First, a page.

Thanks for the great tips.
    .-= Louise Fletcher´s last blog ..What Posh Spice Knows About Starting a New Gig =-.

    • Seems like persistence is the bigger obstacle for now, at least among the commenters on this post. I guess there’s this psychologically mistake of perceiving the “online” as something that goes on autopilot and does a lot of things in your place. Well, in blogging, it doesn’t. If you’re a blogger, you have to write. Period.

  13. Love this list Dragos. I will most definitely be saving and looking it over. I’m going to make it a challenge to incorporate all of these things into each post. I think it will do wonders. Thanks for the inspiration!
    .-= Amber´s last blog ..Simple Breath Exercise For Clarity And Energy =-.

  14. I really like the simplicity here. You’ve put it out there in an elegant way.
    I will probably read this each day for the rest of the week. Atleast.
    .-= Scott Webb´s last blog ..Emergence of A Democratic Renaissance =-.

    • Well, since I know you pretty well now, I’d highly doubt that you’ll need the rest of the week to grasp it. I’m sure you got it right already. Maybe spending time on YOUR blog would be much more beneficial 😉

  15. Great post, loved it.Especially that i have in mind a niche blog to start and your post is helping me to understand what you need to be valuable in blogging. Also, liked the books. 30 sentences… read it 2 times and try to apply at least a few from the ideas.:)

  16. Great post!

    I think Persistence is the big key. With time and Persistence you’ll develop creativity and authority. It takes years to become an overnight success
    .-= Anthony Feint´s last blog ..The Art of Zenware, and Why You Should be Using It =-.

  17. Dragos,
    This is really a great list! What I’m drawn to is that the people you mention are people who get all of these characteristics, and so to become highly successful, it’s about giving all of these areas focus. We live in a world where there is so much information available. Being able to differentiate ourselves in some way is what can take us from good to great. And I think that what you have touched upon does exactly that – when we can “fire on all cylinders” we are taking our work to that next level.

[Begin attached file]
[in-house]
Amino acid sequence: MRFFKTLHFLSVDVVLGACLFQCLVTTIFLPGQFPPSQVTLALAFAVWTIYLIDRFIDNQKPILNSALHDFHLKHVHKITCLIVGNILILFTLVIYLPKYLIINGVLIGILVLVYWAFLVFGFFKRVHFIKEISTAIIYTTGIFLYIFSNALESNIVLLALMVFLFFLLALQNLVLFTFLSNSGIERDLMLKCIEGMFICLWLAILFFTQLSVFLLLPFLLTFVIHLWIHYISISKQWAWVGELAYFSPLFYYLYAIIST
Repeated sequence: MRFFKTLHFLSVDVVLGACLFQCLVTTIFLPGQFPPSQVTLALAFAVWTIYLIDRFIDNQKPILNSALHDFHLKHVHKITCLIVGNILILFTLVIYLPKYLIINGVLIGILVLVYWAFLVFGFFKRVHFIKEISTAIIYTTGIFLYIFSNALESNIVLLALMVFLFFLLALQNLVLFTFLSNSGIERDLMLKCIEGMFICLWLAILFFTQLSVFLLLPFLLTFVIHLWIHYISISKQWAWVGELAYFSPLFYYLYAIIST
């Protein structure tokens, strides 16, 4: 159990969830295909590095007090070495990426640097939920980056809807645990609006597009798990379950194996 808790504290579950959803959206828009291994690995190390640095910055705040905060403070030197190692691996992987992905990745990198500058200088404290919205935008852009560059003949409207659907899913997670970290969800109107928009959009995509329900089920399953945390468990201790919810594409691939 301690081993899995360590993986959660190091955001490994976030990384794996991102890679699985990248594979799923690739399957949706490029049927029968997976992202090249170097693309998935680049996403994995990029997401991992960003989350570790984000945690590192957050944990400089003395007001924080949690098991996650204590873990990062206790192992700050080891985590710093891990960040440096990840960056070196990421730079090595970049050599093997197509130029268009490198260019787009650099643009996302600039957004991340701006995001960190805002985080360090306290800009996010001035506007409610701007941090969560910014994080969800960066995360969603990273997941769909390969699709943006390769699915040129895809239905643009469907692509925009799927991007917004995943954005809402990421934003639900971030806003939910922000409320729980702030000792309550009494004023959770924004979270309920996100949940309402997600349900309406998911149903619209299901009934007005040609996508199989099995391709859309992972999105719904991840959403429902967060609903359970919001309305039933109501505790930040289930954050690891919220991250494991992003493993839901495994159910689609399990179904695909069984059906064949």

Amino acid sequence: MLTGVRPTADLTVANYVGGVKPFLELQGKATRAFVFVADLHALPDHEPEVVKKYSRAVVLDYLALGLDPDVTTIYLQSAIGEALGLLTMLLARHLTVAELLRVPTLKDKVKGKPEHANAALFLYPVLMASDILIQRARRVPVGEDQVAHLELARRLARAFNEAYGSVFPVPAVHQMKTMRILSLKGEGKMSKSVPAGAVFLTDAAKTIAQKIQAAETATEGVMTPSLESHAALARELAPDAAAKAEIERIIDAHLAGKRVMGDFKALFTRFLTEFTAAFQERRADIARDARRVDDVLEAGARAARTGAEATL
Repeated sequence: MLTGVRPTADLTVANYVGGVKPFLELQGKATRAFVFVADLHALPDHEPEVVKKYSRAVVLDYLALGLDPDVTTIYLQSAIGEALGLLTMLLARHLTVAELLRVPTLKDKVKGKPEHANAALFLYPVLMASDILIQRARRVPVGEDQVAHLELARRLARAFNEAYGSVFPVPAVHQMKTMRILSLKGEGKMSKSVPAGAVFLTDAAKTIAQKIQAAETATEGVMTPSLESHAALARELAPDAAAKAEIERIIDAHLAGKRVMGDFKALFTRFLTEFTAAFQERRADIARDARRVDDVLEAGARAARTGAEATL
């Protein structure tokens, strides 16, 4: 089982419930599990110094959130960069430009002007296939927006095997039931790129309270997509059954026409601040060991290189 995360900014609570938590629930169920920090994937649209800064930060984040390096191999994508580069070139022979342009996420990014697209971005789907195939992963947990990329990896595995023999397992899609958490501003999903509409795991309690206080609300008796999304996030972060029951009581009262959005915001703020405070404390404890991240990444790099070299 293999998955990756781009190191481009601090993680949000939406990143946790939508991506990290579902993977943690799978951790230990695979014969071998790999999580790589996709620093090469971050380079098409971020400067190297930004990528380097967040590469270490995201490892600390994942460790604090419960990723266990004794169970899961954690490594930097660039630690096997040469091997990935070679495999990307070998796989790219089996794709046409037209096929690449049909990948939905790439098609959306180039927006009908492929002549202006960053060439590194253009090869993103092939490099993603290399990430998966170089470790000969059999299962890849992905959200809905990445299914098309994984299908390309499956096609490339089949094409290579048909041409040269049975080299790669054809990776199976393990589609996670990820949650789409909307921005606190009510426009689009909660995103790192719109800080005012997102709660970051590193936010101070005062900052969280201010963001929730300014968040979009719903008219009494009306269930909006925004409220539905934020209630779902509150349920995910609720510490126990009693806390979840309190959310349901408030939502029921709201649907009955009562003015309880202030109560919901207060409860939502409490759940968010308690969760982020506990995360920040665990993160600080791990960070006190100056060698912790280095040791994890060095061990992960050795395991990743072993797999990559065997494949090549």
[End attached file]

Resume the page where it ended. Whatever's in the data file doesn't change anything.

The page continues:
.-= Lance´s last blog ..Be Remarkable! =-.

  18. An excellent blueprint for blogging success, Dragos.

    I personally think that you only need 3 or 4 of these traits to start blogging right now. The rest can be learned and developed as you grow as a blogger.

    In my opinion those two are creativity and persistence. If you’re putting out great content regularly and you persist in promoting your great content then you’ll start to see success. As you hone your skills you can start to develop the other traits and evolve into a successful blogger.

    As I side note, I think that most up and coming bloggers are quite accessibly anyway. When it’s new and fresh and you don’t get many visitors then you’re very excited about every new arrival that shows up. Keeping that accessibility as you grow is when it comes tricky.

    Thanks for this, it’s useful to remind ourselves what we need to do in order to become successful.
    .-= Ian Nuttall´s last blog ..How to Write a Blog Post in 5 Minutes or Less =-.

    • Accessibility is not about availability, or at least I put that quality under “Connectivity”, or the ability to be available for as many people as you can. Accessibility is more about the writing style, the way you present your information. The easier to understand, the bigger your potential (and real) audience.

  19. hands down the best advice on blogging i have ever read. excellent post and thank you for taking the time to write it.

    – kristin
    .-= picky cook´s last blog favorite recipes of 2009 =-.